Promoting verbal language skills
Promoting verbal language skills
Children are born with an instinct to engage and interact with their carers and the development of verbal communication is an exciting stage.
There are plenty of ways educators can work to nurture the development of verbal communication skills in young children in early childhood education and care settings. Encouraging and recognising communication efforts are effective for promoting further interactions and there are lots of simple strategies you can employ.
What you can do:
1. Use instructional practices that support children's language learning:
Create a language-rich classroom
Make an effort to ensure that children are engaged in meaningful conversations and language use throughout the day. To create and sustain an environment like this early childhood education and care professionals can:
- engage children in extended conversations
- encourage children to tell and retell stories and to describe events
- discuss a wide range of topics
- model the use of new and unusual words
- discuss word meanings
- ask open-ended questions
- give explicit guidance on vocabulary, syntax and pronunciation
- challenge children to justify their thinking
- focus on the expression of ideas.
Engage children in shared reading of challenging books
Reading out loud to children is one of the best ways to facilitate verbal language and vocabulary development. Books expose children to several types of language that are foundational for academic success. These types include decontextualized language, sophisticated vocabulary and new concepts, and book language.
Promote conversation about shared books
To encourage children to engage in conversations about books, use the acronym C.R.O.W.D:
C=Completion questions to focus children on the structure of language used in the book for example: "Brown Bear, Brown Bear, What do you see? I see a red bird staring at ____."
R=Recall questions to check children's understanding of the content of the story.
O=Open-ended questions to engage children in extended talk about the book.
W=W questions such as who, what, when, where and why to teach vocabulary.
D= Distancing or bridging prompts to help children relate ideas in the book to life experiences beyond the story
Provide intentional instruction in phonological awareness activities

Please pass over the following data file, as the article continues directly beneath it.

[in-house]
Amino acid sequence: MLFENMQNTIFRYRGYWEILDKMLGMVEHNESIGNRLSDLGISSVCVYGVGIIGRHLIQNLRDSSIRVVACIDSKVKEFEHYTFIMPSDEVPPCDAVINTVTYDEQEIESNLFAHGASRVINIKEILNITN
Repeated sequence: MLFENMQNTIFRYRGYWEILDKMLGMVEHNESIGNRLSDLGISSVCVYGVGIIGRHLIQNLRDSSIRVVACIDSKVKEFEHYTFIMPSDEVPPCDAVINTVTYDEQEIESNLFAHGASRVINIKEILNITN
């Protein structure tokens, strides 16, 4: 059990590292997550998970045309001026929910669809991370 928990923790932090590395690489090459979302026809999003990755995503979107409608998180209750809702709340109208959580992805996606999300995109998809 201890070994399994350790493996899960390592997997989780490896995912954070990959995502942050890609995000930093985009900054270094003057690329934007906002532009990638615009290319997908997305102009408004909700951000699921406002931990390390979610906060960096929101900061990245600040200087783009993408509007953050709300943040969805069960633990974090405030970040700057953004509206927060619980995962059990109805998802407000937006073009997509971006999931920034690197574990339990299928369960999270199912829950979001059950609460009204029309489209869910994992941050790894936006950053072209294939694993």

Children develop phonological awareness as they learn new vocabulary and differentiate between words that sound similar.
Types of phonological awareness for young children include:
- Rhyming—the ability to notice that two or more words have endings that sound the same
- Alliteration—the ability to notice that two or more words begin with the same sound
- Sentence segmenting—the ability to sense individual words in the stream of spoken language
- Syllable blending and segmenting—the ability to hear the separate syllables in a word and to put syllables together orally to make a word or break a word into separate syllables.
2. Use high quality verbal language curricula:
Integrate language learning
A strong curriculum teaches vocabulary while studying interesting content. By providing repeated exposure to new words, children learn the words they need to represent the new ideas and concepts they are learning.
Include explicit instruction
To encourage this, use challenging read-alouds as well as daily discussions of books, new concepts and new vocabulary. Make it enjoyable for the kids by incorporating games and songs into their learning.
Allow them to play!
Early childhood educators know better than anyone how important play is to a child's development. A strong curriculum provides time and opportunities for both free and structured play, giving children the time to experiment with new concepts and vocabulary.
Oral Language: Supporting Language Learning in the Classroom by the Centre for the Child Care Workforce and the Albert Shanker Institute.
This child care article was last reviewed or updated on Wednesday, 14 October 2020
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